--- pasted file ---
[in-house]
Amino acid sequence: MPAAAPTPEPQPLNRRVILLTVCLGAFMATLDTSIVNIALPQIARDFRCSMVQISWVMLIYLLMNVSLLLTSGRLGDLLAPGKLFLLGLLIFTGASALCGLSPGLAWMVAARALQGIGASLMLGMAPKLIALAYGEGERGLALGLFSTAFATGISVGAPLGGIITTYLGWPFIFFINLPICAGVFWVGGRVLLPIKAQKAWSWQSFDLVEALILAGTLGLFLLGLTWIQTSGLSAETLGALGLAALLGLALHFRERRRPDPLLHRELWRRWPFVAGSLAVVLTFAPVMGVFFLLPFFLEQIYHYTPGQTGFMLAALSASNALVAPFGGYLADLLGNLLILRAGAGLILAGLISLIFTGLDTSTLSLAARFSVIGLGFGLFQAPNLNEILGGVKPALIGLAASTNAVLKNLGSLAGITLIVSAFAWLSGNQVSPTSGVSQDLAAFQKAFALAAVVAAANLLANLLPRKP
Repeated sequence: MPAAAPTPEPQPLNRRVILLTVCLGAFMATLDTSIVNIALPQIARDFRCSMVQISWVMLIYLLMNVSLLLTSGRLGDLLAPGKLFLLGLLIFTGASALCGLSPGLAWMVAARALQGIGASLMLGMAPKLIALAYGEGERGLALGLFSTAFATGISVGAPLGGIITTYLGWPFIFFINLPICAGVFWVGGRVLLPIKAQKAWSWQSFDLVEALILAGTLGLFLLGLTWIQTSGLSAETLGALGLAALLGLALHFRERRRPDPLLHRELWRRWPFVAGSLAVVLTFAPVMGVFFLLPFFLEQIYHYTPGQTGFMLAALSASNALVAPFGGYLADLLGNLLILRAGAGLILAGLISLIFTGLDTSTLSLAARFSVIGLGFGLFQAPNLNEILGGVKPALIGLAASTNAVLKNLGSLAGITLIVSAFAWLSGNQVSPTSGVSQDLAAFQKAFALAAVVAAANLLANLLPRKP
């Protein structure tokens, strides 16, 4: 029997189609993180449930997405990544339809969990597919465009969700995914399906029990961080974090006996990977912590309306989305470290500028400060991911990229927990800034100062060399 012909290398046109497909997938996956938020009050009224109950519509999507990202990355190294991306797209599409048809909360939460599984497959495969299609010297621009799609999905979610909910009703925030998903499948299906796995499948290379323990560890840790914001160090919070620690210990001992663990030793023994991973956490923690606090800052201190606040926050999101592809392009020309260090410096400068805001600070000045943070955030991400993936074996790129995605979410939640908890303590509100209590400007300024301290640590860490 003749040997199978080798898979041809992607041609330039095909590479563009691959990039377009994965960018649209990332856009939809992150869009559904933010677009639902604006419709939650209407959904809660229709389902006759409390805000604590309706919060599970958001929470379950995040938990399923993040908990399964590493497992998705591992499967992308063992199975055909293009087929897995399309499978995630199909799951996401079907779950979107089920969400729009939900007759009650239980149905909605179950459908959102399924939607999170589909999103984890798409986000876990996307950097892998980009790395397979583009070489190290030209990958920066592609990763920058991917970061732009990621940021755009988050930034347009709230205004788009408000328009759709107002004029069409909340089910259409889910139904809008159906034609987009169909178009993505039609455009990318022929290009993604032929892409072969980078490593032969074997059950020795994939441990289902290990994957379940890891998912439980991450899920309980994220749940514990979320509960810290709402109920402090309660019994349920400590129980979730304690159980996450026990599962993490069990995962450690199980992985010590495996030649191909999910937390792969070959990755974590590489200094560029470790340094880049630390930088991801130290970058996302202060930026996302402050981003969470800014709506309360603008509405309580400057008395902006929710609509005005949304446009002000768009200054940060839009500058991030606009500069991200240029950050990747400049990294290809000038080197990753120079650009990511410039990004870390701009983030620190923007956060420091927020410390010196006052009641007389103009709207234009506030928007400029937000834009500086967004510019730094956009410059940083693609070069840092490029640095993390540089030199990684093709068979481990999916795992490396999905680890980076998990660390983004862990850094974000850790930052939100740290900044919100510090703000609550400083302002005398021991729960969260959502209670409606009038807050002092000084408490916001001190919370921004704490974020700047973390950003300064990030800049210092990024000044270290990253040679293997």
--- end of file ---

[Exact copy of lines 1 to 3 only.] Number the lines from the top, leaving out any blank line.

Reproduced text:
[in-house]
Amino acid sequence: MPAAAPTPEPQPLNRRVILLTVCLGAFMATLDTSIVNIALPQIARDFRCSMVQISWVMLIYLLMNVSLLLTSGRLGDLLAPGKLFLLGLLIFTGASALCGLSPGLAWMVAARALQGIGASLMLGMAPKLIALAYGEGERGLALGLFSTAFATGISVGAPLGGIITTYLGWPFIFFINLPICAGVFWVGGRVLLPIKAQKAWSWQSFDLVEALILAGTLGLFLLGLTWIQTSGLSAETLGALGLAALLGLALHFRERRRPDPLLHRELWRRWPFVAGSLAVVLTFAPVMGVFFLLPFFLEQIYHYTPGQTGFMLAALSASNALVAPFGGYLADLLGNLLILRAGAGLILAGLISLIFTGLDTSTLSLAARFSVIGLGFGLFQAPNLNEILGGVKPALIGLAASTNAVLKNLGSLAGITLIVSAFAWLSGNQVSPTSGVSQDLAAFQKAFALAAVVAAANLLANLLPRKP
Repeated sequence: MPAAAPTPEPQPLNRRVILLTVCLGAFMATLDTSIVNIALPQIARDFRCSMVQISWVMLIYLLMNVSLLLTSGRLGDLLAPGKLFLLGLLIFTGASALCGLSPGLAWMVAARALQGIGASLMLGMAPKLIALAYGEGERGLALGLFSTAFATGISVGAPLGGIITTYLGWPFIFFINLPICAGVFWVGGRVLLPIKAQKAWSWQSFDLVEALILAGTLGLFLLGLTWIQTSGLSAETLGALGLAALLGLALHFRERRRPDPLLHRELWRRWPFVAGSLAVVLTFAPVMGVFFLLPFFLEQIYHYTPGQTGFMLAALSASNALVAPFGGYLADLLGNLLILRAGAGLILAGLISLIFTGLDTSTLSLAARFSVIGLGFGLFQAPNLNEILGGVKPALIGLAASTNAVLKNLGSLAGITLIVSAFAWLSGNQVSPTSGVSQDLAAFQKAFALAAVVAAANLLANLLPRKP